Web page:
Is the true Jewish ideal to sit and learn Torah all day? What about when it’s at the expense of earning a living and, in Israel at least, defending your country? When did the “kollel life” become the norm and not the exception? Didn’t our ancestors, even from the time of the Bible, fight battles and hold down jobs?
No one questions the special place that learning Torah has in a Jew’s life. Torah is what guides our actions and shapes our thoughts so that we “think like Jews.” It molds our observance and improves our conduct, all of course in measure to the person learning it. It brings blessing into the world for everything: peace, prosperity, and even….to win wars.
At the same time, a Jew is supposed to work. The Gemara in Berachot tells us that only a select few are permitted to dedicate themselves to full time learning while most people need to get a job. The Ben Ish Hai in Birkat Avot says that it is even forbidden for someone not in this select group to refrain from working. An extensive treatment of the Jewish work ethic can be found in Dr. David Schall’s By the Sweat of Your Brow.
So what about now, when 65% of men identified as Haredi Orthodox Jews in Israel don’t work? Something about the current reality doesn’t seem to fit with this picture.
The answer is actually more sociopolitical than religious. At the beginning of the State of Israel, the Torah community was decimated from WWII and was also under assault from the secular Zionist regime whose goal was to create a new secular Israeli identity to replace the traditional Jewish. However, the leaders of the movement such as David Ben Gurion recognized the legitimacy Torah gave to his position and the right of Jews to be in Israel at all. It was at this point when Ben Gurion negotiated the so-called Status Quo with the Haredi leader Rabbi Avrohom Yishaya Karelitz, also known as the Hazon Ish. The Status Quo is what has allowed Haredim to opt to learn Torah instead of going to the army, an exemption at the time that only applied to about 100 people and one that Ben Gurion was comfortable giving since he believed that Orthodox Judaism was in his death throes anyway and the exemption wouldn’t be needed in a generation or two.
It didn’t work out that way. Haredi leaders mobilized the community to get anyone who could sit and learn to sit and learn, and to take money in order to do so. The only vague parallel to this is drawn from the relationship of Yissachar and Zevulun, the two sons of Jacob who arranged that Yissachar would learn while Zevulun would support him financially. This relationship did happen historically, but no precedent existed at to that point that would enable to do it against the will of the financer. The situation is called a horah sha’ah, a necessary response to a timely difficult situation.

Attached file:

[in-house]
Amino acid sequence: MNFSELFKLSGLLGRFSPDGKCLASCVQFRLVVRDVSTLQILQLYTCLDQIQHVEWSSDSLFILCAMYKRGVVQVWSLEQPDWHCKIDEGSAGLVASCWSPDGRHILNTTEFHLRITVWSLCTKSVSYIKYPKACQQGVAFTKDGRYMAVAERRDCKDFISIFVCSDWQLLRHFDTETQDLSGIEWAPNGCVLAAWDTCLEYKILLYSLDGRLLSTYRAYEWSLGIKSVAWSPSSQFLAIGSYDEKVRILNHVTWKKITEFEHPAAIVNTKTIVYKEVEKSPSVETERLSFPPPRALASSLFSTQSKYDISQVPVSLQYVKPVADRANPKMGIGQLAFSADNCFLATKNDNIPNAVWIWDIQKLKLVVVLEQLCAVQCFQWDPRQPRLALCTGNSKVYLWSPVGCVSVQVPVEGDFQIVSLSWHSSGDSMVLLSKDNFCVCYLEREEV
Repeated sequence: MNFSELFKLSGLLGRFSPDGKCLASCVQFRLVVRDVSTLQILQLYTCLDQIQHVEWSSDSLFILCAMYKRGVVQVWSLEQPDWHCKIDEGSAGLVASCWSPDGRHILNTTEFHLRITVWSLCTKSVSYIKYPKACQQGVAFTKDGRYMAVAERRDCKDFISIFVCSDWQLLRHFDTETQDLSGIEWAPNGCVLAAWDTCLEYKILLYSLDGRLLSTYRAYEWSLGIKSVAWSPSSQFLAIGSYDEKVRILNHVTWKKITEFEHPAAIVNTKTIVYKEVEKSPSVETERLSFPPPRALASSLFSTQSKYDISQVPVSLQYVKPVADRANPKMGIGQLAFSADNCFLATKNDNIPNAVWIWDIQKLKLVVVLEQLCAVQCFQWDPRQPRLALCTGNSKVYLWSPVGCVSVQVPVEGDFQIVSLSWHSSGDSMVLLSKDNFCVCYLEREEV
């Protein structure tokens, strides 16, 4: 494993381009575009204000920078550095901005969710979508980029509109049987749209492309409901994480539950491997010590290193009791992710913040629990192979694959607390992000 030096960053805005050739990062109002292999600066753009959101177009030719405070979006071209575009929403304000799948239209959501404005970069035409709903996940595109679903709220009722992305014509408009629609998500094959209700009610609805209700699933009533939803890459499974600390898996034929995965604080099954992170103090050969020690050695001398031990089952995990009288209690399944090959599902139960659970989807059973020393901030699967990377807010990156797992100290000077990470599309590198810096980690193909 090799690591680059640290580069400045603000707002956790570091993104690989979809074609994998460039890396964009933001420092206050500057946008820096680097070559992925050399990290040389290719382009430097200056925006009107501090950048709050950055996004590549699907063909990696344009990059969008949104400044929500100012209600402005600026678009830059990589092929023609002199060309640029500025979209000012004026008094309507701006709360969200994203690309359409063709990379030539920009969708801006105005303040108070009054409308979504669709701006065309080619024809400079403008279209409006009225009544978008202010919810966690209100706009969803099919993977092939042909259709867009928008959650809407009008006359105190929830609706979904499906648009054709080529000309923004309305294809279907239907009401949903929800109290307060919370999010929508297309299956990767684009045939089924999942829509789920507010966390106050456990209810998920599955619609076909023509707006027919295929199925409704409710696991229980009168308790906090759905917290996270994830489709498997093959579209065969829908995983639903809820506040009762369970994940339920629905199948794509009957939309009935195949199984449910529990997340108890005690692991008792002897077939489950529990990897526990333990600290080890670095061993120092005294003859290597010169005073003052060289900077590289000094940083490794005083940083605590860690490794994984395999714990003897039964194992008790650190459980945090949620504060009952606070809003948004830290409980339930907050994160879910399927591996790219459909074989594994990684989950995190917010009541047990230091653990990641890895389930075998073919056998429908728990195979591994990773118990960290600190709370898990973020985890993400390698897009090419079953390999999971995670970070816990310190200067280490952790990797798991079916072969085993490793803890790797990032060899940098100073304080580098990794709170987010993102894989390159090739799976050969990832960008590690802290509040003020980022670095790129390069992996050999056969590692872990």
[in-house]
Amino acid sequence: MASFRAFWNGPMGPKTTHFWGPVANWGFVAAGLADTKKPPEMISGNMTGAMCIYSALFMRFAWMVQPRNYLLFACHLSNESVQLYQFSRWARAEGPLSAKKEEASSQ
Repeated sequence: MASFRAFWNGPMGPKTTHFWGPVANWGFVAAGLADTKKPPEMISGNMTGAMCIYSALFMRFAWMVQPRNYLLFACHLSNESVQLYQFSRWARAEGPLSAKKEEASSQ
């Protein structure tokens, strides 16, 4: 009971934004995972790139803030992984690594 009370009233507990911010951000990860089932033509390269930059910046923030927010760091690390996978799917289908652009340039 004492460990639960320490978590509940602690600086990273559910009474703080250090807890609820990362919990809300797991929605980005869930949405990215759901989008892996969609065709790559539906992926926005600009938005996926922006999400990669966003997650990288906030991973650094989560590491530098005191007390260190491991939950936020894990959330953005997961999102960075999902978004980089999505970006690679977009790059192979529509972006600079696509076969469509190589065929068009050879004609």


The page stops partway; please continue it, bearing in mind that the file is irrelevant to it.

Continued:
Jews always worked. Jews always used to learn two. Now we have a split of two camps where neither respects what the other is doing, and the dominant culture is attempting to force their way of life on the minority. Or is it the minority who’s forcing the majority? It really depends on who you talk to. Either way, kollel culture will continue in its current incarnation as long as there is a perceived assault against Torah values and that the entire mantle of learning is thrust upon the few.
There is another concern to keep mind of. Let’s say the Roshei HaYeshiva do tell 75% of their students to go to the army and then to work. Who are they going to be? What will that do to these people and their families when they are ruled to not be good enough to make the cut? How can someone assess the relative value of one person’s learning to another’s?
Those who sit and learn are contributing, every last one of them. The question is how much and would they be contributing more in a different capacity. Fifty years ago, the answer was there is no place better for any of these people to be. Now it is not so simple, but everyone wants easy answers to difficult questions.